The İstanbul-based IHH was established in 1995 during the Bosnian war and gradually expanded its operations to over 100 countries. Its efforts have included taking humanitarian aid such as food and drinking water to Hurricane Katrina survivors in the united states and sponsoring cataract surgeries in impoverished African nations. Some 400 of the 600 peace activists aboard the main ship in the aid flotilla attacked in international waters earlier this week were from Turkey, and most were members of the İHH, which firmly denies any ties to terrorist groups.
Speaking at a daily press briefing on Wednesday in Washington, D.C., US State Department spokesperson Philip J. Crowley was reminded of allegations that the İHH “supports terrorist organizations” and was urged to make a statement clarifying this issue.
“We know that İHH representatives have met with senior Hamas officials in Turkey, Syria and Gaza over the past three years. That is obviously of great concern to us. That said, the İHH, which stands for the Humanitarian Relief Foundation, has not been designated as a Foreign Terrorist Organization by the United States,” Crowley said in response.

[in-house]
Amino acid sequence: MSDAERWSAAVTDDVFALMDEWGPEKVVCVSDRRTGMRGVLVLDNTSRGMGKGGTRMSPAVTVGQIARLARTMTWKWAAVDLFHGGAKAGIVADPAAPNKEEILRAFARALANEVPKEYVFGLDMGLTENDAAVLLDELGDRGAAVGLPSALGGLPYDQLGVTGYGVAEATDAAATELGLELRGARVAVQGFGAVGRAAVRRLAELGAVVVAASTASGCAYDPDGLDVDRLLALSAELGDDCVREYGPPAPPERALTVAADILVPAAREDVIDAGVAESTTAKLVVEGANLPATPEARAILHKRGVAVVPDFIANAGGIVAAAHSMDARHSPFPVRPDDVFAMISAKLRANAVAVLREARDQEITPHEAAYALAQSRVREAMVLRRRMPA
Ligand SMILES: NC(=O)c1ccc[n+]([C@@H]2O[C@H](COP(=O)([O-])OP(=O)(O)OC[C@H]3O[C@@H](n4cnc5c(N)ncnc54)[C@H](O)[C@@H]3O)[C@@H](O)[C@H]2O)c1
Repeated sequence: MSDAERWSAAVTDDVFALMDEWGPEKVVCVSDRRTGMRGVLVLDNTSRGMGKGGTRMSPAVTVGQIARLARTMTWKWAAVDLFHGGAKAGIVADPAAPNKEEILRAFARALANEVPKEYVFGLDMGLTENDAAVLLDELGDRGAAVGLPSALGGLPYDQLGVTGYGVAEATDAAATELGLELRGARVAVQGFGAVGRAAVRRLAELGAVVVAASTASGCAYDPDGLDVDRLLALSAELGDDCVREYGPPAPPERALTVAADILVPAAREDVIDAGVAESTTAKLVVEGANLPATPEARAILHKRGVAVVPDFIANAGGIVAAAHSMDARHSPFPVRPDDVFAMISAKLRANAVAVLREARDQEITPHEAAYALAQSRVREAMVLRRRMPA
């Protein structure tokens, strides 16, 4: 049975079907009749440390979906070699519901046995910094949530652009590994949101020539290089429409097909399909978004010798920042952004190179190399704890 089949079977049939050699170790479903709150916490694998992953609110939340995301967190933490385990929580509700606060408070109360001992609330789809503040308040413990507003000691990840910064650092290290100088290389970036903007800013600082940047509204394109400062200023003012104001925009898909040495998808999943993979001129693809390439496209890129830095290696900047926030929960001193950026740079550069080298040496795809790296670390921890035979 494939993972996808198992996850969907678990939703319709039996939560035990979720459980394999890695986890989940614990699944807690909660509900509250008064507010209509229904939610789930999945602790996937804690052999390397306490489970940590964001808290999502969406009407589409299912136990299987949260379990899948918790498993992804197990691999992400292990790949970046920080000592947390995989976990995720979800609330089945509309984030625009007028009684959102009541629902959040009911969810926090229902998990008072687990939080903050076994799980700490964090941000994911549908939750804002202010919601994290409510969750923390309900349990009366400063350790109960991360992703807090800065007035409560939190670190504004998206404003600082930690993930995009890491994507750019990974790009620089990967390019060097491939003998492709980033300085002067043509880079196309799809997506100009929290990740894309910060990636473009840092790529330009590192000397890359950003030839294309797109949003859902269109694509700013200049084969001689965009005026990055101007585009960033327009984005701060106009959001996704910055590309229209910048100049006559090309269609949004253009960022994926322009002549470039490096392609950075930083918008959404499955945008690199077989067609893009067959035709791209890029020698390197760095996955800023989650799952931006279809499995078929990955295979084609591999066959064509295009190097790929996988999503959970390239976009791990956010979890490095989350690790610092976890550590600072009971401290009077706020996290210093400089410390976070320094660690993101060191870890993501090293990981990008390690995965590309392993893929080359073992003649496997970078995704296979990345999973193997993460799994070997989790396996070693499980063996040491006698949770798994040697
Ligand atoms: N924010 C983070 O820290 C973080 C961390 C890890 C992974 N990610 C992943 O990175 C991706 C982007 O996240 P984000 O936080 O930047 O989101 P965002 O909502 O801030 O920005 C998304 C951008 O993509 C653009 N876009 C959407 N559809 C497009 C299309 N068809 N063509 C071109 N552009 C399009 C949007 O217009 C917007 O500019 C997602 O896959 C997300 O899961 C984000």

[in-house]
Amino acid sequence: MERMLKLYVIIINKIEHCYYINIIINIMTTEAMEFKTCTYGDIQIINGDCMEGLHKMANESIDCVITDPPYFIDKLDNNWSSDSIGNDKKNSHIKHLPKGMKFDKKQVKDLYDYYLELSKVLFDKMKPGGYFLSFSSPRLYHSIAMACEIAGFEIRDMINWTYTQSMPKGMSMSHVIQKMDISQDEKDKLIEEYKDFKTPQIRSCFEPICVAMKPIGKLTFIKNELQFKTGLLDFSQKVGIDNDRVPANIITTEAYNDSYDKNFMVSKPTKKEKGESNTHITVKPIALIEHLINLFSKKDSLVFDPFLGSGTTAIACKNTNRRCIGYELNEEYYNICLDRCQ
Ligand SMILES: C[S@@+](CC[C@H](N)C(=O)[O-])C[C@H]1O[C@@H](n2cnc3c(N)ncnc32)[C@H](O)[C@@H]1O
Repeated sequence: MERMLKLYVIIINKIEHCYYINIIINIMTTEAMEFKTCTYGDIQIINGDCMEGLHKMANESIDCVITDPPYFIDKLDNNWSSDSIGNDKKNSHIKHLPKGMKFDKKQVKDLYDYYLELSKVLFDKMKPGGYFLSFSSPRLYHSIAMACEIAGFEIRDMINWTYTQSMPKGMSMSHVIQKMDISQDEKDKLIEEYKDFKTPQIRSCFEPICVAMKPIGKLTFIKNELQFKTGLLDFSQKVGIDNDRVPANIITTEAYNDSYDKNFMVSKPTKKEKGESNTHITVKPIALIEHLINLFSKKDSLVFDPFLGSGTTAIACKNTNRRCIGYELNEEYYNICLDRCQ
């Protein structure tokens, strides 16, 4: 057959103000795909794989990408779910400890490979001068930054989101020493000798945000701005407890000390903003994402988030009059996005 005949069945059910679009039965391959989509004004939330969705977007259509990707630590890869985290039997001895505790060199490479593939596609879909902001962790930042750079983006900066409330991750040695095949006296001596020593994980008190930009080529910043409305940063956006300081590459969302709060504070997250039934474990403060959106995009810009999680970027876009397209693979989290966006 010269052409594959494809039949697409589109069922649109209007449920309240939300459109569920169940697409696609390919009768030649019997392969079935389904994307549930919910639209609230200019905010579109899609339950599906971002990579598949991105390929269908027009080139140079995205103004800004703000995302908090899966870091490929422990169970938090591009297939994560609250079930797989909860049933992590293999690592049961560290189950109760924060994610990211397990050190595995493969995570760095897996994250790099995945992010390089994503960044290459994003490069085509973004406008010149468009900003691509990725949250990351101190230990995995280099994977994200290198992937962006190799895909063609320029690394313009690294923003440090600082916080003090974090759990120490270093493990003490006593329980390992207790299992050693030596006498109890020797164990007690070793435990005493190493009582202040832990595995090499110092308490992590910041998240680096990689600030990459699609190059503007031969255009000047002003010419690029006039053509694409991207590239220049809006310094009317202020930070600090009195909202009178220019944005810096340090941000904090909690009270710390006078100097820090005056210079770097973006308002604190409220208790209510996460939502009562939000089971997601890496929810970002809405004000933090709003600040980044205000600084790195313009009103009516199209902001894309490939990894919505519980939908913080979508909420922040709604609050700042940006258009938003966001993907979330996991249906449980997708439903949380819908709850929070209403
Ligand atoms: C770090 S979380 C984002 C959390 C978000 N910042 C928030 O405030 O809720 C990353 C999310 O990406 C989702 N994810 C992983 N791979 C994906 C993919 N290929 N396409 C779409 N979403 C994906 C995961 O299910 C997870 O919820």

“We cannot validate that,” he replied when posed the question, “So the US does not believe it has connections to al-Qaeda?”
The İHH, which is not among some 45 groups listed as terrorist organizations by the US State Department’s Office of the Coordinator for Counterterrorism, vehemently denies ties to radical groups.